Germany Army Compared To France Army!
For the last 60 years, European nations have been enjoying, for the most part, relative peace and stability. Though for two millennia prior, this part of the world saw almost continual conflict. Two such nations with a long history of conflict are France and Germany. While the modern spectator of international relations would tell you that presently these two countries don’t harbor any apparent enmity, for centuries past they were almost devout enemies.
Germany is a country of just over 82 million people, that borders several countries including France in the southwest. Renowned for its engineering ingenuity and on the whole a highly productive society, Germany has the 5th highest GDP in the world of around $3.842 trillion. It would be in 4th place if we discounted the European Union. This is the highest GDP in Europe, with the UK trailing in 9th place.
In 10th place is France, with a GDP of around $2.647 trillion. France is not considered equal to Germany in terms of industrial prowess, but it is and has been considered a global leader regarding arts, science, and development of society in general.
France has a population of 67 million people. It is much bigger than Germany at about 250,000 sq miles, with Germany being about 138,000 sq miles.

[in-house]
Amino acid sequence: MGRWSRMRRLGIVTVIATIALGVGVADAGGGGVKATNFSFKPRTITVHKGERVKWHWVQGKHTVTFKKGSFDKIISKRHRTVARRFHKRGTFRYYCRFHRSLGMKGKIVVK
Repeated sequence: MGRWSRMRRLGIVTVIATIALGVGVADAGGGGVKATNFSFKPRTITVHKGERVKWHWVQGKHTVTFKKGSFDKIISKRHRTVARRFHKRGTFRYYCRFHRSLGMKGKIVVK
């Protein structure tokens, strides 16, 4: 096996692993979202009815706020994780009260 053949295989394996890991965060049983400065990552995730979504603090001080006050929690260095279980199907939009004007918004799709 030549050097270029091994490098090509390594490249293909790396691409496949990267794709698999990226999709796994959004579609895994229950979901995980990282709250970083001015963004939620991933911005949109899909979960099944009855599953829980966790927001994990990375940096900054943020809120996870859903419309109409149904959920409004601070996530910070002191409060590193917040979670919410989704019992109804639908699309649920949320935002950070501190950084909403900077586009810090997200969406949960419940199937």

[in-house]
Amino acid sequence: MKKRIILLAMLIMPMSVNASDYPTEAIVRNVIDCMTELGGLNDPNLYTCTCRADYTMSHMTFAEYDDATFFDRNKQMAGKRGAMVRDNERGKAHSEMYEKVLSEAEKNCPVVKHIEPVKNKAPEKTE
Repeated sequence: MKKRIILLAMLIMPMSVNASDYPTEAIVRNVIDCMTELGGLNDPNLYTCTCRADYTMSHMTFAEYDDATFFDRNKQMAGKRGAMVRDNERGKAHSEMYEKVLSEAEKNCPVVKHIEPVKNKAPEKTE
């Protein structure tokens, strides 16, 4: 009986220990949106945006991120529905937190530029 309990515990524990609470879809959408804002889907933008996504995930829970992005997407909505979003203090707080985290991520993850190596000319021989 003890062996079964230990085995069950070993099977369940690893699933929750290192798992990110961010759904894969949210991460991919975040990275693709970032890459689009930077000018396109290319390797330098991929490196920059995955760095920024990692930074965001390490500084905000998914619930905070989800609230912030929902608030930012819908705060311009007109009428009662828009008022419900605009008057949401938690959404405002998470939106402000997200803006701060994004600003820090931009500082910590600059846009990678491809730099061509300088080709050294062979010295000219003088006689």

Germany has a defense budget of 41.1 billion dollars, which is 1.2 percent of its GDP. This is compared to France’s 55.7 billion dollar budget, which is 2.3 percent of its GDP. These are both relatively large expenditures and are the only European nations in the top ten of biggest military budgets besides the UK.
In terms of military power, Germany is usually ranked in the top ten of the world’s most powerful militaries. Its active frontline personnel number 180,000 with another 145,000 being active reserve personnel.
France, which is usually ranked higher than Germany in terms of military strength, has 205,000 active frontline personnel and 195,700 active reserve personnel.
As for land weaponry, Germany has 543 tanks, 5,869 armored fighting vehicles, 154 self-propelled guns, 0 towed artillery, and 50 multiple-launch rocket systems.
France has 406 tanks, 6,863 AFVs, 325 SPGs, 233 towed artillery, and 44 MLRSs.
Both countries have tanks that are regarded as some of the best tank technology in the world. Which machine is better, is debatable. Germany’s vanguard tank is the Leopard 2 and its various successors, notably the Leopard 2A7, which Germany is said to have around 20 of. The total number of Leopard 2s built over the years is 3,480.
France’s pride and joy is the AMX Leclerc, with around 400 units in use in the French army.
As far as air power goes, Germany has a much smaller fleet of aircraft than France with 698 aircraft in total. This combines 92 fighters, 169 fixed-wing attack aircraft, 345 transport aircraft, 47 trainer aircraft, 375 helicopters, and 47 attack helicopters.